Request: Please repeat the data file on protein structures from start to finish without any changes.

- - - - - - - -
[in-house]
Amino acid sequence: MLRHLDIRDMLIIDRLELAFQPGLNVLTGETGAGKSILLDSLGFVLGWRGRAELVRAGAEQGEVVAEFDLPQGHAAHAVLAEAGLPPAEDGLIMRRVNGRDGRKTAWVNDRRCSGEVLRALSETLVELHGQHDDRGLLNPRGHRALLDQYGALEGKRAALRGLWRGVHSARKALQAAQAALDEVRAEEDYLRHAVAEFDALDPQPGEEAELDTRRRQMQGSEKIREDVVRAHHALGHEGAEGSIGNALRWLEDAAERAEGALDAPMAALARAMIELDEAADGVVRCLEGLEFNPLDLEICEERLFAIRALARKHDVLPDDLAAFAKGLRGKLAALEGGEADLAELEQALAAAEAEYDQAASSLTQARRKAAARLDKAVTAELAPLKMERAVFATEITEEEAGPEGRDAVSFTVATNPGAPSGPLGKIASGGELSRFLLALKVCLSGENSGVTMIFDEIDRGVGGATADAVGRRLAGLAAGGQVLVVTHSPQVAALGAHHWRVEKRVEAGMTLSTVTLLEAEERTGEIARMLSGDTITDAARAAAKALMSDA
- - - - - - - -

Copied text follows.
[in-house]
Amino acid sequence: MLRHLDIRDMLIIDRLELAFQPGLNVLTGETGAGKSILLDSLGFVLGWRGRAELVRAGAEQGEVVAEFDLPQGHAAHAVLAEAGLPPAEDGLIMRRVNGRDGRKTAWVNDRRCSGEVLRALSETLVELHGQHDDRGLLNPRGHRALLDQYGALEGKRAALRGLWRGVHSARKALQAAQAALDEVRAEEDYLRHAVAEFDALDPQPGEEAELDTRRRQMQGSEKIREDVVRAHHALGHEGAEGSIGNALRWLEDAAERAEGALDAPMAALARAMIELDEAADGVVRCLEGLEFNPLDLEICEERLFAIRALARKHDVLPDDLAAFAKGLRGKLAALEGGEADLAELEQALAAAEAEYDQAASSLTQARRKAAARLDKAVTAELAPLKMERAVFATEITEEEAGPEGRDAVSFTVATNPGAPSGPLGKIASGGELSRFLLALKVCLSGENSGVTMIFDEIDRGVGGATADAVGRRLAGLAAGGQVLVVTHSPQVAALGAHHWRVEKRVEAGMTLSTVTLLEAEERTGEIARMLSGDTITDAARAAAKALMSDA